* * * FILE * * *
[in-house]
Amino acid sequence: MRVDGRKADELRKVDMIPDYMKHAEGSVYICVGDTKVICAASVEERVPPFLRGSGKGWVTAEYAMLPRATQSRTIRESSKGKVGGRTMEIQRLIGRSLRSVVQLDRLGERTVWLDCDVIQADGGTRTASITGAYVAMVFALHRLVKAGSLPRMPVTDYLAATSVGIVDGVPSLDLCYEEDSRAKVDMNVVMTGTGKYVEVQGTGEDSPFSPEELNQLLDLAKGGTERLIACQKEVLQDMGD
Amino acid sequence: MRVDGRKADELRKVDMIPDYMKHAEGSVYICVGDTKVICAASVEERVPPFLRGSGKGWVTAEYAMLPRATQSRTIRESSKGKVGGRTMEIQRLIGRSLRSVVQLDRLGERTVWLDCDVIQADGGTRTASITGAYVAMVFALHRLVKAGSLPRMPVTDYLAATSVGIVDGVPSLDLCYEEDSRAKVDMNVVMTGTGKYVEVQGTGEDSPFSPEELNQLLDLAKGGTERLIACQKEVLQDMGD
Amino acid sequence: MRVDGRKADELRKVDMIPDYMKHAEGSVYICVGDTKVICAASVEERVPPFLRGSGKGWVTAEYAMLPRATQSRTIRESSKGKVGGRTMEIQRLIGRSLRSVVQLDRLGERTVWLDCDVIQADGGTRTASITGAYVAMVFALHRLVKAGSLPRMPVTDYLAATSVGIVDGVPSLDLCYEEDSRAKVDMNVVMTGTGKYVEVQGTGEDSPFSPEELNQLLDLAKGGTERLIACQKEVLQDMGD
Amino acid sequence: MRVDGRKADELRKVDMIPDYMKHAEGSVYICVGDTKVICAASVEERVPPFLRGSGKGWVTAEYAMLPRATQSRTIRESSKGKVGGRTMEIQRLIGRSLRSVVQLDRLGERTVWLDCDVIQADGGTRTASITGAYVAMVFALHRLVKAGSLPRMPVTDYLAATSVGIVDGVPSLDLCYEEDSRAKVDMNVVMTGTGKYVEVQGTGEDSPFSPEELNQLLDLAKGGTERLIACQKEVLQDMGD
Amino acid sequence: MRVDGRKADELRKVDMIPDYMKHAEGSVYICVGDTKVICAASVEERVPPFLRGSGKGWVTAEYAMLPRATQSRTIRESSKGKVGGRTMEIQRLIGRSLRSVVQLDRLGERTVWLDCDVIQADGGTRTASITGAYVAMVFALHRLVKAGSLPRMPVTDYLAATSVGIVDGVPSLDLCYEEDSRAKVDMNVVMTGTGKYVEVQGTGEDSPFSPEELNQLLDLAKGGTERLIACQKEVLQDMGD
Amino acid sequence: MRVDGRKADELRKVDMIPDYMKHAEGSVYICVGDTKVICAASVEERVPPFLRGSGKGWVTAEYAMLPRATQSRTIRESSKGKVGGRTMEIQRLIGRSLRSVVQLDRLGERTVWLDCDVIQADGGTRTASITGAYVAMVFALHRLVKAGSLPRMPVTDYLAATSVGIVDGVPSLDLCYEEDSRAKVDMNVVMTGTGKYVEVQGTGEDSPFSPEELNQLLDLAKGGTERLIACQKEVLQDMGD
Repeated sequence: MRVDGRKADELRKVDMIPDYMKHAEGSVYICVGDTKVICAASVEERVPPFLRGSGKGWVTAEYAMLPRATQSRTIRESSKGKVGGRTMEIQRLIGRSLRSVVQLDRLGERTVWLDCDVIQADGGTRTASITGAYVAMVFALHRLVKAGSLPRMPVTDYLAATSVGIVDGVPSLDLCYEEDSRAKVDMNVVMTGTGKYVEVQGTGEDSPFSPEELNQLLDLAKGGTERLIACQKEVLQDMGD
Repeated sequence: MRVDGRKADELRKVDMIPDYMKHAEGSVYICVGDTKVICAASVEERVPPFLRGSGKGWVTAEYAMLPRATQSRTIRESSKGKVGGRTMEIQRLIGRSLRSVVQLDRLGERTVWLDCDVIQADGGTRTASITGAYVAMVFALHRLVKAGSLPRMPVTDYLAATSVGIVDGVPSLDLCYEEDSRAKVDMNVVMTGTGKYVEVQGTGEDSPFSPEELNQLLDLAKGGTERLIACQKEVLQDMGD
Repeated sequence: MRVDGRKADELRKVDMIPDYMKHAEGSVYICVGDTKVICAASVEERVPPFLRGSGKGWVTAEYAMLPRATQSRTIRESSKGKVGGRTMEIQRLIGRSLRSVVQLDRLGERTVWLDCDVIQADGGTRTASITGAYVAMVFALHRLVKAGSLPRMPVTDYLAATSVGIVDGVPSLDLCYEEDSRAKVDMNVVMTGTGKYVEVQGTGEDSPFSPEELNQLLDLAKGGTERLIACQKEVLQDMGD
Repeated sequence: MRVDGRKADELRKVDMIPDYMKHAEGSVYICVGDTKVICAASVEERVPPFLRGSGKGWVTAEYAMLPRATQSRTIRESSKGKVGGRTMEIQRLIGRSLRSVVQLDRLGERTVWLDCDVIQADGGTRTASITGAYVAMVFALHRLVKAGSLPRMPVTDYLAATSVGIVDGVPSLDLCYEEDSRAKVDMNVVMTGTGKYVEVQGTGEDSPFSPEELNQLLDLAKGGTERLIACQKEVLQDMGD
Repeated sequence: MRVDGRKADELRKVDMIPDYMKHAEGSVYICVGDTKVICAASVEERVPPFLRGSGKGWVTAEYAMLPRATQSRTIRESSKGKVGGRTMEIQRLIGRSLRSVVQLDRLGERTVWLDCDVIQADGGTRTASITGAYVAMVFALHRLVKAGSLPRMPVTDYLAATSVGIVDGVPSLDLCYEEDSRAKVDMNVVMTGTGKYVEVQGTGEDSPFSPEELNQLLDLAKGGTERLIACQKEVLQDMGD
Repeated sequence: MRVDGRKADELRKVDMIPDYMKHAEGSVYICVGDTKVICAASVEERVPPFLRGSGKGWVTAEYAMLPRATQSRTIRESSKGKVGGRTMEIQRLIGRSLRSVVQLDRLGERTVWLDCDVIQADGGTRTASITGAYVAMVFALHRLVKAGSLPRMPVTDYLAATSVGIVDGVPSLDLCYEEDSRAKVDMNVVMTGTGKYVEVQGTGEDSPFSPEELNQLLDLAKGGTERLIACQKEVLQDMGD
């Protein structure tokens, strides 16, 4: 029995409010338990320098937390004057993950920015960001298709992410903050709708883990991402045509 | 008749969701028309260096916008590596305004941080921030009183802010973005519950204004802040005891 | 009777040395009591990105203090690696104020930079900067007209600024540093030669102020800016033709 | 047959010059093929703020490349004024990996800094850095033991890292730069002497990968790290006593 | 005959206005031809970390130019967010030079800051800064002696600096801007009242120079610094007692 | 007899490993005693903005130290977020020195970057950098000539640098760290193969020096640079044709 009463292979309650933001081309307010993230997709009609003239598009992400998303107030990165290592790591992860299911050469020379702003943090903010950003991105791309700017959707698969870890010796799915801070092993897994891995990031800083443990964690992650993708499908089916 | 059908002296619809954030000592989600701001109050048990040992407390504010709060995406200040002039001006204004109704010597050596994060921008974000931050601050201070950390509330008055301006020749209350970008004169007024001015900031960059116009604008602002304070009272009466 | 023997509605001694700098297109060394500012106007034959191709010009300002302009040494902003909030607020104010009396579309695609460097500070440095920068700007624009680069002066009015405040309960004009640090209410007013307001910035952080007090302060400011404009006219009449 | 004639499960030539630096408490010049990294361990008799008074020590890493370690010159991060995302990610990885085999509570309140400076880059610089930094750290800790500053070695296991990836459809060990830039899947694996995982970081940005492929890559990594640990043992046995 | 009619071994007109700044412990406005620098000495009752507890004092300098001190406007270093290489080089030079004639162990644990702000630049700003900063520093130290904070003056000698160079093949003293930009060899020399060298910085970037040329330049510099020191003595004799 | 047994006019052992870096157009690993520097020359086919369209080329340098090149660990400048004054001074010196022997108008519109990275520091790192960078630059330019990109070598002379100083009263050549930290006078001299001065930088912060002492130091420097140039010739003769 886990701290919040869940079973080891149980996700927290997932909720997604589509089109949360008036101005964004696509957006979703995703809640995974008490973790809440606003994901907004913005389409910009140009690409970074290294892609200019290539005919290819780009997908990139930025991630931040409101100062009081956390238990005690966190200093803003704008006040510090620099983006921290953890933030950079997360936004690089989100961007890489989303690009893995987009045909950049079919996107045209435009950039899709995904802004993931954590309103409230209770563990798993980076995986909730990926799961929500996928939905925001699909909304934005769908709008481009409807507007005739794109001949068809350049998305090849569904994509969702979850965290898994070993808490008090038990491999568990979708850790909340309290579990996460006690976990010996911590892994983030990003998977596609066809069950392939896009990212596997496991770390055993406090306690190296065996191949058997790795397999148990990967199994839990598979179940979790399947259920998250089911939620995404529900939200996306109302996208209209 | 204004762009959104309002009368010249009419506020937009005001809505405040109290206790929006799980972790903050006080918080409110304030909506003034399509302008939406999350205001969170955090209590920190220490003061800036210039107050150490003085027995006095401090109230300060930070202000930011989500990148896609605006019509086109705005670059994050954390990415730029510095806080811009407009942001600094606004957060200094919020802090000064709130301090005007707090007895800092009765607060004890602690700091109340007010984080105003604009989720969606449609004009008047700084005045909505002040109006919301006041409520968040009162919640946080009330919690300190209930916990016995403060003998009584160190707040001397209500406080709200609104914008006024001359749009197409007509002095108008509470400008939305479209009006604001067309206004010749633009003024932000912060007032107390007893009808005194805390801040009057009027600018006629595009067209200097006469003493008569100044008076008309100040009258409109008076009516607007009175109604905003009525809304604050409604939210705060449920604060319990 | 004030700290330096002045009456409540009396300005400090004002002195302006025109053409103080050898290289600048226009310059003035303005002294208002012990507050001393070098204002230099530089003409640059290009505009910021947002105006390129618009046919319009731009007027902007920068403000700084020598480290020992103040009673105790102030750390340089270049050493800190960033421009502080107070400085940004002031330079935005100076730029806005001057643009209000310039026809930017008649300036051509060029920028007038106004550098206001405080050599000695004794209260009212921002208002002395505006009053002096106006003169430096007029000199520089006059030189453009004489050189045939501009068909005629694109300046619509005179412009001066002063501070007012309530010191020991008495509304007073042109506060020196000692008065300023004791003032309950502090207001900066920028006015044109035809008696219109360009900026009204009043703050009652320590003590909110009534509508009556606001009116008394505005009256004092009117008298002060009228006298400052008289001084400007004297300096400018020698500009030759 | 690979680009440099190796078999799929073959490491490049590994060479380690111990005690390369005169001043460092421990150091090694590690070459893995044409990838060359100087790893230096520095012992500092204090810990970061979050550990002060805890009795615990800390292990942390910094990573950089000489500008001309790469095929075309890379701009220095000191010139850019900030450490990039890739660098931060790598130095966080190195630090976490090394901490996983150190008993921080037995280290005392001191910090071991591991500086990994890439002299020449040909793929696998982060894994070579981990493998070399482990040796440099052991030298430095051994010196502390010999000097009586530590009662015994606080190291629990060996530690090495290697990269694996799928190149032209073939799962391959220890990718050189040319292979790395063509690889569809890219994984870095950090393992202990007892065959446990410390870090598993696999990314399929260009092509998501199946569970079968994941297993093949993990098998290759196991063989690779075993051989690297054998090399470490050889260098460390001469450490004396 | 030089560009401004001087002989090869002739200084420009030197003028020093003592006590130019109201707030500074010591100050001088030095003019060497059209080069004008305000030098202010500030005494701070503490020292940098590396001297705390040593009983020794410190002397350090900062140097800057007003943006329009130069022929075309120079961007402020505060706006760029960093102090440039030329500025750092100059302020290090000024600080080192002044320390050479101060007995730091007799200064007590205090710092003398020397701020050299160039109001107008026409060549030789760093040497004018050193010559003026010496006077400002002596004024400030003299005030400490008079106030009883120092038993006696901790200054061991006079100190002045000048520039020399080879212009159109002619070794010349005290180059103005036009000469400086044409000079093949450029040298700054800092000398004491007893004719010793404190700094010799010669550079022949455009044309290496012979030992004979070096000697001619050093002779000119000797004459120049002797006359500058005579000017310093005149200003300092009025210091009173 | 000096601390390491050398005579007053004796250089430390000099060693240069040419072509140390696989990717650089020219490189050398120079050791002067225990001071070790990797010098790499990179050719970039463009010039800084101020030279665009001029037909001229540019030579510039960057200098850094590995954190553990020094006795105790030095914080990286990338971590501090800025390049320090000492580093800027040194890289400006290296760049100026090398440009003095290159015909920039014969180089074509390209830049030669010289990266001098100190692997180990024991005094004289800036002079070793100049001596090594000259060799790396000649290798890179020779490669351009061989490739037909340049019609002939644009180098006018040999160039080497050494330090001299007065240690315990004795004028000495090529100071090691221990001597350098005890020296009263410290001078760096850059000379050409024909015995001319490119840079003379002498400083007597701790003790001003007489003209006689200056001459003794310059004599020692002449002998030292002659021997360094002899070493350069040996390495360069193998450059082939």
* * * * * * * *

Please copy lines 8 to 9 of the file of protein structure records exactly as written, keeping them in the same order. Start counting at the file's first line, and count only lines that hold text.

Repeated sequence: MRVDGRKADELRKVDMIPDYMKHAEGSVYICVGDTKVICAASVEERVPPFLRGSGKGWVTAEYAMLPRATQSRTIRESSKGKVGGRTMEIQRLIGRSLRSVVQLDRLGERTVWLDCDVIQADGGTRTASITGAYVAMVFALHRLVKAGSLPRMPVTDYLAATSVGIVDGVPSLDLCYEEDSRAKVDMNVVMTGTGKYVEVQGTGEDSPFSPEELNQLLDLAKGGTERLIACQKEVLQDMGD
Repeated sequence: MRVDGRKADELRKVDMIPDYMKHAEGSVYICVGDTKVICAASVEERVPPFLRGSGKGWVTAEYAMLPRATQSRTIRESSKGKVGGRTMEIQRLIGRSLRSVVQLDRLGERTVWLDCDVIQADGGTRTASITGAYVAMVFALHRLVKAGSLPRMPVTDYLAATSVGIVDGVPSLDLCYEEDSRAKVDMNVVMTGTGKYVEVQGTGEDSPFSPEELNQLLDLAKGGTERLIACQKEVLQDMGD